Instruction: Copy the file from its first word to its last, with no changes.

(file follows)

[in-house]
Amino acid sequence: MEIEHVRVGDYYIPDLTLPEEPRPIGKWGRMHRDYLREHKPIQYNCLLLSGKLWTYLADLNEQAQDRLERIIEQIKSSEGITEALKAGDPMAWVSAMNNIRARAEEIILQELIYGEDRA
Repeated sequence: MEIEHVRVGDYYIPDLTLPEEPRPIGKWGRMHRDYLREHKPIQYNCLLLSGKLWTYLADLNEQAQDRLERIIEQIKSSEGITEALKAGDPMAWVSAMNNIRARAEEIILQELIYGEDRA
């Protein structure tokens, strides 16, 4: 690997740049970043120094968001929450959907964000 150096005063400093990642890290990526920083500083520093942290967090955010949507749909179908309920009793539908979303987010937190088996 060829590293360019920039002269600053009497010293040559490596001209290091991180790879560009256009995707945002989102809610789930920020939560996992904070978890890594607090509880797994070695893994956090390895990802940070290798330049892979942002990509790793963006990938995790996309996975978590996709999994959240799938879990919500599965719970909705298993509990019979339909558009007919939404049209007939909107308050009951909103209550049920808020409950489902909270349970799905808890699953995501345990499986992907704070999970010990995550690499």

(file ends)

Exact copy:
[in-house]
Amino acid sequence: MEIEHVRVGDYYIPDLTLPEEPRPIGKWGRMHRDYLREHKPIQYNCLLLSGKLWTYLADLNEQAQDRLERIIEQIKSSEGITEALKAGDPMAWVSAMNNIRARAEEIILQELIYGEDRA
Repeated sequence: MEIEHVRVGDYYIPDLTLPEEPRPIGKWGRMHRDYLREHKPIQYNCLLLSGKLWTYLADLNEQAQDRLERIIEQIKSSEGITEALKAGDPMAWVSAMNNIRARAEEIILQELIYGEDRA
């Protein structure tokens, strides 16, 4: 690997740049970043120094968001929450959907964000 150096005063400093990642890290990526920083500083520093942290967090955010949507749909179908309920009793539908979303987010937190088996 060829590293360019920039002269600053009497010293040559490596001209290091991180790879560009256009995707945002989102809610789930920020939560996992904070978890890594607090509880797994070695893994956090390895990802940070290798330049892979942002990509790793963006990938995790996309996975978590996709999994959240799938879990919500599965719970909705298993509990019979339909558009007919939404049209007939909107308050009951909103209550049920808020409950489902909270349970799905808890699953995501345990499986992907704070999970010990995550690499």